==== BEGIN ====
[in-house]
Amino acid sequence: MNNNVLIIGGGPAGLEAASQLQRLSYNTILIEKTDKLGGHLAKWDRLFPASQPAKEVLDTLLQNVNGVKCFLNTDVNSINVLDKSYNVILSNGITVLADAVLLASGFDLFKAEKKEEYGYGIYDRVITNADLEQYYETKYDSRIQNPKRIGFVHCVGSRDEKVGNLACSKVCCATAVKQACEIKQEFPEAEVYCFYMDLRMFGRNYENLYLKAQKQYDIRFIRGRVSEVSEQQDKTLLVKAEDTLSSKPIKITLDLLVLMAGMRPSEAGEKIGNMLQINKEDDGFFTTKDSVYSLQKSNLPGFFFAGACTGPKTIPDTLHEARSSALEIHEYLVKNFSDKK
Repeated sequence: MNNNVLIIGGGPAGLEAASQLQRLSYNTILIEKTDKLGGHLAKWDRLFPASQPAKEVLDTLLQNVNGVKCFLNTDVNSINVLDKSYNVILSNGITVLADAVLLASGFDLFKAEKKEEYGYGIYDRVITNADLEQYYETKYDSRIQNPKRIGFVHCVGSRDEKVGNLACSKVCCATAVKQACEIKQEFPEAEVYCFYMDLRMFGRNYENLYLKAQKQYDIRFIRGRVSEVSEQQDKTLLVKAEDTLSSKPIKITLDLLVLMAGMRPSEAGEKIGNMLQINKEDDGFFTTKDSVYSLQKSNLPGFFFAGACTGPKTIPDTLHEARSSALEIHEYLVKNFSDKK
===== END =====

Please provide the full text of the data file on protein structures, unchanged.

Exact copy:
[in-house]
Amino acid sequence: MNNNVLIIGGGPAGLEAASQLQRLSYNTILIEKTDKLGGHLAKWDRLFPASQPAKEVLDTLLQNVNGVKCFLNTDVNSINVLDKSYNVILSNGITVLADAVLLASGFDLFKAEKKEEYGYGIYDRVITNADLEQYYETKYDSRIQNPKRIGFVHCVGSRDEKVGNLACSKVCCATAVKQACEIKQEFPEAEVYCFYMDLRMFGRNYENLYLKAQKQYDIRFIRGRVSEVSEQQDKTLLVKAEDTLSSKPIKITLDLLVLMAGMRPSEAGEKIGNMLQINKEDDGFFTTKDSVYSLQKSNLPGFFFAGACTGPKTIPDTLHEARSSALEIHEYLVKNFSDKK
Repeated sequence: MNNNVLIIGGGPAGLEAASQLQRLSYNTILIEKTDKLGGHLAKWDRLFPASQPAKEVLDTLLQNVNGVKCFLNTDVNSINVLDKSYNVILSNGITVLADAVLLASGFDLFKAEKKEEYGYGIYDRVITNADLEQYYETKYDSRIQNPKRIGFVHCVGSRDEKVGNLACSKVCCATAVKQACEIKQEFPEAEVYCFYMDLRMFGRNYENLYLKAQKQYDIRFIRGRVSEVSEQQDKTLLVKAEDTLSSKPIKITLDLLVLMAGMRPSEAGEKIGNMLQINKEDDGFFTTKDSVYSLQKSNLPGFFFAGACTGPKTIPDTLHEARSSALEIHEYLVKNFSDKK